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      Genomic surveillance of Escherichia coli in municipal wastewater treatment plants as an indicator of clinically relevant pathogens and their resistance genes

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          Abstract

          We examined whether genomic surveillance of Escherichia coli in wastewater could capture the dominant E. coli lineages associated with bloodstream infection and livestock in the East of England, together with the antibiotic-resistance genes circulating in the wider E. coli population. Treated and untreated wastewater was taken from 20 municipal treatment plants in the East of England, half in direct receipt of acute hospital waste. All samples were culture positive for E. coli , and all but one were positive for extended-spectrum β-lactamase (ESBL)-producing E. coli . The most stringent wastewater treatment (tertiary including UV light) did not eradicate ESBL- E. coli in 2/3 cases. We sequenced 388 E. coli (192 ESBL, 196 non-ESBL). Multilocus sequence type (ST) diversity was similar between plants in direct receipt of hospital waste versus the remainder (93 vs 95 STs, respectively). We compared the genomes of wastewater E. coli with isolates from bloodstream infection ( n=437), and livestock farms and retail meat ( n=431) in the East of England. A total of 19/20 wastewater plants contained one or more of the three most common STs associated with bloodstream infection (ST131, ST73, ST95), and 14/20 contained the most common livestock ST (ST10). In an analysis of 1254 genomes (2 cryptic E. coli were excluded), wastewater isolates were distributed across the phylogeny and intermixed with isolates from humans and livestock. Ten bla CTX-M elements were identified in E. coli isolated from wastewater, together with a further 47 genes encoding resistance to the major antibiotic drug groups. Genes encoding resistance to colistin and the carbapenems were not detected. Genomic surveillance of E. coli in wastewater could be used to monitor new and circulating lineages and resistance determinants of public-health importance.

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          Most cited references 24

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          Hospital and societal costs of antimicrobial-resistant infections in a Chicago teaching hospital: implications for antibiotic stewardship.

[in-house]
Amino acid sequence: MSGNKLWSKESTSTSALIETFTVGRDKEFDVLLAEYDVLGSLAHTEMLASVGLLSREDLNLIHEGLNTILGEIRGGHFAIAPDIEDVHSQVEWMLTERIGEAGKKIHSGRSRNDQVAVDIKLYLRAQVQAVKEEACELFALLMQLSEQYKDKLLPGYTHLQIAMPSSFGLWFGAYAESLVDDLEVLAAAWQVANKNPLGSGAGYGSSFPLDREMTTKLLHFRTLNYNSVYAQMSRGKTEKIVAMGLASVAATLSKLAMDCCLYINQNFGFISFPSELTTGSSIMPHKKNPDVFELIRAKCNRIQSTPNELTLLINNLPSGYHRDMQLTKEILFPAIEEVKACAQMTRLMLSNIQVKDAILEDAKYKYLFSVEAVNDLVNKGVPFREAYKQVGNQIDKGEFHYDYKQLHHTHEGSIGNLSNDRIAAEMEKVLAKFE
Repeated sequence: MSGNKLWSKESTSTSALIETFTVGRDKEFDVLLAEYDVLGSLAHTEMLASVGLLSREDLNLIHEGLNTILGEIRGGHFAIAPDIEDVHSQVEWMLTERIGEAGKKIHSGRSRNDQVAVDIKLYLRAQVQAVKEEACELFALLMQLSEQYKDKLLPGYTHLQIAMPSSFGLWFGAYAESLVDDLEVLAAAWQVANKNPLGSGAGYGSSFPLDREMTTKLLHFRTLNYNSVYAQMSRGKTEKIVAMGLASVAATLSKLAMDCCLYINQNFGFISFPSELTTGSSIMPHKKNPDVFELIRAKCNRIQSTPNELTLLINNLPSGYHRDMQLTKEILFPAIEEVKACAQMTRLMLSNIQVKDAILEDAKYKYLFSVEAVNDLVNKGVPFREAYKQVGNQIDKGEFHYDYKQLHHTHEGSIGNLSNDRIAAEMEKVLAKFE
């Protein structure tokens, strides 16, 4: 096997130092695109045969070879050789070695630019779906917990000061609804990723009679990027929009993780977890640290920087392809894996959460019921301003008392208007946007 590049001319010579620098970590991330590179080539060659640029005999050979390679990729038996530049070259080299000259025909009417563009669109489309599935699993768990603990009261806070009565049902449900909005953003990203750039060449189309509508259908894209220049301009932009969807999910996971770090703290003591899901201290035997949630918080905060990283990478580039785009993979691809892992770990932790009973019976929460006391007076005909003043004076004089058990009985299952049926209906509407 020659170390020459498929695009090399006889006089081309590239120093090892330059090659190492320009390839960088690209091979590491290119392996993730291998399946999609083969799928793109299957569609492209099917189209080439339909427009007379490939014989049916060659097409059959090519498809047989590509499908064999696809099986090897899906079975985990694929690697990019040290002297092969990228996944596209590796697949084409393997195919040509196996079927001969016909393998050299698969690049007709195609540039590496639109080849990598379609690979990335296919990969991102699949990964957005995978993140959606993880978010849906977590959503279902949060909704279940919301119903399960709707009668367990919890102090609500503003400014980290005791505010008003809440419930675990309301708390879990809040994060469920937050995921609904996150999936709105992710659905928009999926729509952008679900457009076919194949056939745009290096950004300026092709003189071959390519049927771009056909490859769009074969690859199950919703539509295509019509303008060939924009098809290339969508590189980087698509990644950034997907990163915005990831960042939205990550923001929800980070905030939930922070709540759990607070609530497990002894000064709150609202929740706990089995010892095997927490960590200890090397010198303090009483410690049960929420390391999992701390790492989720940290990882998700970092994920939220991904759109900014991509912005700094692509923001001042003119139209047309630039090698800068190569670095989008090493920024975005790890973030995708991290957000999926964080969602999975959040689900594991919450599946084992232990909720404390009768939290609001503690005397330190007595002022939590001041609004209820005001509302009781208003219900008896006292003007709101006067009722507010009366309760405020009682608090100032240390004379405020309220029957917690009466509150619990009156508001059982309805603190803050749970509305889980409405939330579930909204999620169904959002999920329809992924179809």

Organisms resistant to antimicrobials continue to emerge and spread. This study was performed to measure the medical and societal cost attributable to antimicrobial-resistant infection (ARI). A sample of high-risk hospitalized adult patients was selected. Measurements included ARI, total cost, duration of stay, comorbidities, acute pathophysiology, Acute Physiology and Chronic Health Evaluation III score, intensive care unit stay, surgery, health care-acquired infection, and mortality. Hospital services used and outcomes were abstracted from electronic and written medical records. Medical costs were measured from the hospital perspective. A sensitivity analysis including 3 study designs was conducted. Regression was used to adjust for potential confounding in the random sample and in the sample expanded with additional patients with ARI. Propensity scores were used to select matched control subjects for each patient with ARI for a comparison of mean cost for patients with and without ARI. In a sample of 1391 patients, 188 (13.5%) had ARI. The medical costs attributable to ARI ranged from $18,588 to $29,069 per patient in the sensitivity analysis. Excess duration of hospital stay was 6.4-12.7 days, and attributable mortality was 6.5%. The societal costs were $10.7-$15.0 million. Using the lowest estimates from the sensitivity analysis resulted in a total cost of $13.35 million in 2008 dollars in this patient cohort. The attributable medical and societal costs of ARI are considerable. Data from this analysis could form the basis for a more comprehensive evaluation of the cost of resistance and the potential economic benefits of prevention programs.
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            Mortality and delay in effective therapy associated with extended-spectrum beta-lactamase production in Enterobacteriaceae bacteraemia: a systematic review and meta-analysis.